Pregnancy tracking apps and your privacy: What each woman needs to realize

We input plenty of information into the pregnancy and fertility apps on our phones. Some of these records are notably non-public, the kind of statistics that we would not need everybody, especially our employers, to have to get entry to to. But as the Washington Post found out these days, Ovia, a popular logo of being pregnant, parenting and fertility apps, gives a model of its apps that employers can provide as a worker health benefit, which means employers have access to several very non-public facts.

The information is anonymous, so employers should not be capable of using it to target a specific worker (even though research suggests it’s no longer impossible to become aware of human beings through anonymized statistics). Still, they sincerely are the use it to tune their workforces.

Companies that encourage the use of Ovia will help them keep on employee clinical charges and get moms again to work quickly by supporting them to stay more healthy. According to the Post, this is part of Ovia’s sales pitch to groups. (Motherly has reached out to Olivia but has no longer yet heard again from the employer. We will update this submit if we do.)

From the organization’s angle, being pregnant can be a massive fee for businesses investment employee medical health insurance, so in theory, Ovia is offered to people within the hopes that by monitoring their pregnancies, girls will live healthier and price the agencies much less.

“The truth that ladies’ pregnancies are being tracked that carefully using employers could be very traumatic,” Deborah C. Peel, founding father of the Texas nonprofit Patient Privacy Rights, tells The Post. “There’s a lot of discrimination in opposition to moms and families inside the place of business, and they cannot trust their employer to have their pleasant hobbies at heart.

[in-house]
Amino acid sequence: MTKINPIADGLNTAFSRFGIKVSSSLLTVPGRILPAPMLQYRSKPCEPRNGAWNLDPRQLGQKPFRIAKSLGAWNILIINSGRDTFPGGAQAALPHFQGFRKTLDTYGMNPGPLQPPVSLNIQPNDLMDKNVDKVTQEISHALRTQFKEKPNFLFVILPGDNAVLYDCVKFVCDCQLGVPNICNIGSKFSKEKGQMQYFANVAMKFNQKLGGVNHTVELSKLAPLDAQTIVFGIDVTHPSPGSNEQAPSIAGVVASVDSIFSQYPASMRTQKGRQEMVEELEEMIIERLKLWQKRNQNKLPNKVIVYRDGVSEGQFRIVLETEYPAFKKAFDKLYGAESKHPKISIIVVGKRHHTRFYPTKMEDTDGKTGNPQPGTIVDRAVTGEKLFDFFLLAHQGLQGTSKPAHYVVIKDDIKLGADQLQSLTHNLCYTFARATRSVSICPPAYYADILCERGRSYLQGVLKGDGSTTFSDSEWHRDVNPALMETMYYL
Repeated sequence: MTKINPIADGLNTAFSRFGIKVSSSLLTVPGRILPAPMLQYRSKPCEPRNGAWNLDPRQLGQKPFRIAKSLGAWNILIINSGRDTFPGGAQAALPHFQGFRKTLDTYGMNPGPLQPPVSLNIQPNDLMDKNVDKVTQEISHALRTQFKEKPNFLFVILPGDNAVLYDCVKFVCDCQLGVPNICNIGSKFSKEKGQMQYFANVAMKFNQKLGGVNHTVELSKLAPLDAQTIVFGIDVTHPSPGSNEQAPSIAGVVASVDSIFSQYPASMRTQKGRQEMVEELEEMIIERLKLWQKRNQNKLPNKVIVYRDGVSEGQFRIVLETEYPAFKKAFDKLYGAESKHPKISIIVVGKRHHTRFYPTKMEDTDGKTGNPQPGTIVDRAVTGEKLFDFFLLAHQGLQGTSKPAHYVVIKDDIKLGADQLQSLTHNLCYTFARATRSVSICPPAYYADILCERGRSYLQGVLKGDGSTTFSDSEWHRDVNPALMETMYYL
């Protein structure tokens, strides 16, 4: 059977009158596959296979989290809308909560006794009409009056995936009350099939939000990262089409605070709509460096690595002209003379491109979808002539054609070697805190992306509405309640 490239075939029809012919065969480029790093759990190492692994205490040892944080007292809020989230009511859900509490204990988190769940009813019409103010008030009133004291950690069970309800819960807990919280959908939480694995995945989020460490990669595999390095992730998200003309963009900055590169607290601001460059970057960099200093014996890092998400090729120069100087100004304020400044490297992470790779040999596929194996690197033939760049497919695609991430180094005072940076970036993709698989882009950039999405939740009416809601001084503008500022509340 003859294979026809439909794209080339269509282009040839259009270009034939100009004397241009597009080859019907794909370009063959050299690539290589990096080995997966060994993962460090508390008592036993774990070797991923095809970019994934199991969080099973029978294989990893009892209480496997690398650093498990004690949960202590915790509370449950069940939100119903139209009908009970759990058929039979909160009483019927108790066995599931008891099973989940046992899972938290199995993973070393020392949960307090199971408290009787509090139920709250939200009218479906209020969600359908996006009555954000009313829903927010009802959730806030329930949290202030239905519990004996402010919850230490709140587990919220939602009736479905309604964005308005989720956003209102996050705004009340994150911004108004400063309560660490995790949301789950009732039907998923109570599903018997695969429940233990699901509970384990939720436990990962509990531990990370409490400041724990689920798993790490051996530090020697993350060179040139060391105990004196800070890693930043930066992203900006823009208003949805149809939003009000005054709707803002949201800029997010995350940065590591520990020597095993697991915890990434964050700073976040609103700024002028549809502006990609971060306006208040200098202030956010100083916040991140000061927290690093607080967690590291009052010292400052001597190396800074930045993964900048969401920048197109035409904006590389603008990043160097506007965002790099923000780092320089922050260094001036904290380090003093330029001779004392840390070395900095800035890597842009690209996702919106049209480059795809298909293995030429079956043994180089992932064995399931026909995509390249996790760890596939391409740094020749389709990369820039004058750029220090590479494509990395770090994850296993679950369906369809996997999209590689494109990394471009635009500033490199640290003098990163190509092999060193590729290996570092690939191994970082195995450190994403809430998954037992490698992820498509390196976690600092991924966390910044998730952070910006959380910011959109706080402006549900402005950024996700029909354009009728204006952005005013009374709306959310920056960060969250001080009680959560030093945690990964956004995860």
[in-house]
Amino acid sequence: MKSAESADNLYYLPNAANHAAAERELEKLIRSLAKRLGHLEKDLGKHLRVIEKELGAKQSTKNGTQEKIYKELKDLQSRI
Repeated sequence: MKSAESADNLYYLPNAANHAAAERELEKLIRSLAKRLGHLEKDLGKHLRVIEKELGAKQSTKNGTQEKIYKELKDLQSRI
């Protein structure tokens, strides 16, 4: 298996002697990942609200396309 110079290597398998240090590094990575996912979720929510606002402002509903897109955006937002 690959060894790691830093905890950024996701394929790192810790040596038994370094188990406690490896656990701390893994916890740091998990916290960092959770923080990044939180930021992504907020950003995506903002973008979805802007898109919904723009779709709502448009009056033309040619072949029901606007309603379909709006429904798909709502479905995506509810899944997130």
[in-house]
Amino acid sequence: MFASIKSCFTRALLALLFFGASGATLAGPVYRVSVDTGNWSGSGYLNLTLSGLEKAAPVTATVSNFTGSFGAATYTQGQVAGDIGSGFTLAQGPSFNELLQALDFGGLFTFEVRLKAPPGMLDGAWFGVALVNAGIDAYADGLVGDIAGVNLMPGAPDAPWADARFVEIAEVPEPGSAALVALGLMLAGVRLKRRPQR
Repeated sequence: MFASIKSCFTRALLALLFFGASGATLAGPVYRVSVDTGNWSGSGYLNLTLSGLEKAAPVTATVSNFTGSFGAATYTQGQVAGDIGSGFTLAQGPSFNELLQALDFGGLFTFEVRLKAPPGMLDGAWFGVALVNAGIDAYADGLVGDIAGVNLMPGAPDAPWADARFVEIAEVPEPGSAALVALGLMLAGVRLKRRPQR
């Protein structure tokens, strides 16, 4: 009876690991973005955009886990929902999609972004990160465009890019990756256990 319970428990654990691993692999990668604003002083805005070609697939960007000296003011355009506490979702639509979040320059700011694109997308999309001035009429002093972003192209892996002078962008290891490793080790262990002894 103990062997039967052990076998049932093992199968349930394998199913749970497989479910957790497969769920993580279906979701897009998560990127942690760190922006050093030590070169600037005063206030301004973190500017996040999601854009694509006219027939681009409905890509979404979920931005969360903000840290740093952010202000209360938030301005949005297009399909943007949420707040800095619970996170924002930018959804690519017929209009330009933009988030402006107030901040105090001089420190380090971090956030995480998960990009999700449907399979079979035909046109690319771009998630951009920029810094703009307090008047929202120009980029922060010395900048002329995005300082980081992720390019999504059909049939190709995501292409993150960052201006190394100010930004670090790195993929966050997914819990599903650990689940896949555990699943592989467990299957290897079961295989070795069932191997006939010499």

The Washington Post file raised worries approximately how employers may use pregnancy records. However, even if you’re pregnant, app facts aren’t going on your corporation; you may need to consider which your data is finishing up, why the app exists in any respect, and simply why it’s far loose to download. When it involves the virtual global, if we are now not purchasing something ourselves, our records are usually the product.

Back in 2016, Peel raised these issues in another interview with the Post, noting that “This sort of statistics for ladies is very intimate,” and that “The implications are genuinely huge: There are in reality no legal guidelines that protect that records from being sold, disclosed, or traded — for any purpose, be it advertising and marketing or studies. So maybe, before logging our sex lives, durations, and pregnancies, we need to suppose extra approximately where that information is going.

Joana Varon is the founder of Coding Rights, a Brazil­-based girls-­run organization that works to “divulge and redress the electricity imbalances built into the technology.” Along with Natasha Feliz and others, Varon has researched and reviewed menstrual-tracking apps and their dating.

Her team concluded that the maximum of those apps “depends on the production and evaluation of records for economic sustainability.” In other words: Tracking our intervals has ended up any other form of unpaid work for girls. We do the work of putting in our statistics, and the groups use our intimate statistics to make cash and tell advertising and marketing techniques.

Brianna Bell, a millennial mom who works as a contract creator, hasn’t been involved approximately an organization monitoring her information, as she becomes the usage of the patron version of Olivia’s pregnancy and parenting apps for 18 months. But she no longer comprehends that the organization in the back of those apps should sell her facts. “It looks like a completely massive breach of privateness,” she tells Glamour.

“It makes me sense uncomfortable, and it looks like this corporation has preyed on ladies who are in the most thrilling and inclined time in their life. The controversy around Ovia is highlighting critical trouble for our generation. The question now is, how tons of our records will we want to exchange for convenience? Periods, fertility, and being pregnant signs can all be tracked offline, and app makers could do nicely to center girls as the clients for apps like those, as opposed to the product.


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